The key to scaling your first business is this: balance.

You're looking to balance speed with attention to detail, rapid-fire decision making with thorough due diligence. And because business never goes as planned, scaling becomes the ultimate test of anticipation, adjustment, and persistence over time.

For every first-time entrepreneur, the question of how to scale is one of the most fun to entertain and difficult to solve for. I vividly remember what the process was like with my first company, Wilmar Industries.

Long before it was a $650 million company with 58 locations and 2,300 employees, it was nothing more than a local hardware store--and before that, a flea market table. Scaling that business was no easy feat, but I learned a few things along the way that I believe can help you scale yours.

Here are five simple things you can do to effortlessly scale your first business:

1. Start looking for additional revenue streams immediately.

Businesses become prone to failure when they become heavily reliant upon one or two sources of revenue. But that's fairly common knowledge. Where most entrepreneurs misstep is in waiting too long to pursue a new revenue stream once it has revealed itself. They say to themselves, "We're not ready yet, it'll be there later," and then by the time they get around to it, it's gone.

Remember the balance: know when you're overreaching into dangerous territory, but also don't be afraid to move swiftly. Just because a new revenue stream is there today, doesn't mean it will be there tomorrow.

2. Don't be afraid to cut what isn't working.

Over time, you will begin to notice what's working within your business and what isn't. As someone who has made this mistake and learned it the hard way, trust me when I say it's a mistake to keep things that are only bringing in marginal revenue.

The reason is because there is an opportunity cost that comes with everything. If you're spending your time managing resources that are under-performing, then that's time away from building or refining something that could perform exponentially better.

3. Utilize second-mover advantage.

Entrepreneurs get so caught up in wanting to be "first." But why?

There is great power in being a second-mover and early adopter. While all the other "pioneers" are out there failing fast and often, you can watch from afar and look for ways to improve upon their errors. Let them be first to market.

As we've seen in the past, first doesn't always mean it'll last--in fact, it rarely does. Myspace was first to market, long before Facebook. Where is Myspace today?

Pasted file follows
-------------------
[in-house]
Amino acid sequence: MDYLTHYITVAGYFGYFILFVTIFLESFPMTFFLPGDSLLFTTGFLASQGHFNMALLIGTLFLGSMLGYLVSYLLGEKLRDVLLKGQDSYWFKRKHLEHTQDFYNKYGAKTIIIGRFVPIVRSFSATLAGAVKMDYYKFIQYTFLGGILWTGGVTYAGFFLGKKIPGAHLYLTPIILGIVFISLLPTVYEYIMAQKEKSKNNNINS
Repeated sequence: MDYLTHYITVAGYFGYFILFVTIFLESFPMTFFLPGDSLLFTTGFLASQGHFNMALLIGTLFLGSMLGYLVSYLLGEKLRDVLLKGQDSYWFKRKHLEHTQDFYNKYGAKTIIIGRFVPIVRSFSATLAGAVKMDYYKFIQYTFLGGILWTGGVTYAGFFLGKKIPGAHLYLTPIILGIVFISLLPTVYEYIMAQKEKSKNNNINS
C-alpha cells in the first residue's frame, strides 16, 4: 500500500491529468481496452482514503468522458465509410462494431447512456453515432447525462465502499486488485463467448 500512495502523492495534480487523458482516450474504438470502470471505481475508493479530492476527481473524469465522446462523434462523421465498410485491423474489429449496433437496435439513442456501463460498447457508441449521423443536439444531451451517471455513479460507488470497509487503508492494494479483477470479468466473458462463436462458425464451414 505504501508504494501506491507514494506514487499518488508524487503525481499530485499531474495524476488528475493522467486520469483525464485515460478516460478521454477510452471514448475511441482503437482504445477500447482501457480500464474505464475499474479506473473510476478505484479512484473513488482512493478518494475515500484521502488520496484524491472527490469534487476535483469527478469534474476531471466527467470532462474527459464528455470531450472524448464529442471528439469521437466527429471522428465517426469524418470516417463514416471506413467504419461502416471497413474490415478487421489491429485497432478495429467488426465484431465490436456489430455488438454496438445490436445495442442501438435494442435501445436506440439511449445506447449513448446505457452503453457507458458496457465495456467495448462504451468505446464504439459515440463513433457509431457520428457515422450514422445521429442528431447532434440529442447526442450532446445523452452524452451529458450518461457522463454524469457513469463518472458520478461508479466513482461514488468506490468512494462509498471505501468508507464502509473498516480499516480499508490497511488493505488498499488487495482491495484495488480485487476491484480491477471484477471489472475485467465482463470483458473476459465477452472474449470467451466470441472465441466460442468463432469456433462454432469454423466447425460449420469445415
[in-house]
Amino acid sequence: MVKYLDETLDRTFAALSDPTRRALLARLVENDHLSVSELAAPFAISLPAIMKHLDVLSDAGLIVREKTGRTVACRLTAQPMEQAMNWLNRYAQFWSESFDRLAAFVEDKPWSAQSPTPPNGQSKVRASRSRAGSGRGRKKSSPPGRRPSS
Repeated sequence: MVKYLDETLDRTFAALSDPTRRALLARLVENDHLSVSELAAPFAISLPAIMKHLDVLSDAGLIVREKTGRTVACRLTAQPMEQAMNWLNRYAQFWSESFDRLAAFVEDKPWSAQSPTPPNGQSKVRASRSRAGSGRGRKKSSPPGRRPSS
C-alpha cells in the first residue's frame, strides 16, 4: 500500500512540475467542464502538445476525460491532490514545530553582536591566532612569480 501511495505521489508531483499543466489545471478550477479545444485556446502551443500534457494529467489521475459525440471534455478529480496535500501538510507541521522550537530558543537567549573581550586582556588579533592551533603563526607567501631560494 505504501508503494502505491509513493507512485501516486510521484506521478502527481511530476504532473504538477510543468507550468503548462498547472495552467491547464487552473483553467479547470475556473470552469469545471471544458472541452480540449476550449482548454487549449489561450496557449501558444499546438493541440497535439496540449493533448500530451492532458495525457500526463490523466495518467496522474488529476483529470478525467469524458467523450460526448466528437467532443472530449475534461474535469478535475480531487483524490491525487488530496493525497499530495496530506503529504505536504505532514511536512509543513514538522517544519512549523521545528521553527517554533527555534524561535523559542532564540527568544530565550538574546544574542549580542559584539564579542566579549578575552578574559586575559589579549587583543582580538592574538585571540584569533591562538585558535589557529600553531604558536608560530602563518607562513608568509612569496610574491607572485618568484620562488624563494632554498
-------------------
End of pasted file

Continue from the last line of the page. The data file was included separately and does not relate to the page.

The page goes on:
You don't need to reinvent the wheel in order to scale your business. Learn from the strides and missteps of others, and make improvements accordingly.

4. Know your space better than anyone else out there.

Where scaling decisions go awry is when the founder or CEO decides to side-step into a parallel market with which they are largely unfamiliar. They begin to achieve success in one lane and they think that success will automatically replicate itself in the next one (and the next one).

You are never done learning. And the moment you think you've got it all figured out, business will humble you for it.

Before you go leaping into new territories, take the time to do your due diligence. I have a boutique private equity firm called Crestar Partners, and I will tell you that I don't invest in a single company I don't fully understand, top to bottom.

With knowledge, your bets become intentional investments. Without knowledge, your bets are no different than gambling.

5. Ask for help--and seek out a mentor.

There is no shame in asking for help, or admitting that you don't know the answer.

So many first-time entrepreneurs want to do it all themselves. They want to prove how much they know, instead of just admitting what they don't know and opening themselves up to learn. As a result, they spin their wheels and end up learning everything the hard way.

I have mentored many young entrepreneurs, and I have been fortunate to have had a handful of incredibly impactful mentors along my own journey. Whether that's a family friend, a business acquaintance, or a friend that has spent a few more years in the trenches, mentor figures are everywhere. It's up to you to ask for help.

Just remember: You're not the first person to build or attempt to scale a company. So instead of trying to go at it alone, ask someone who has already sailed that ship and found land on the other side. Their insight will be priceless to you.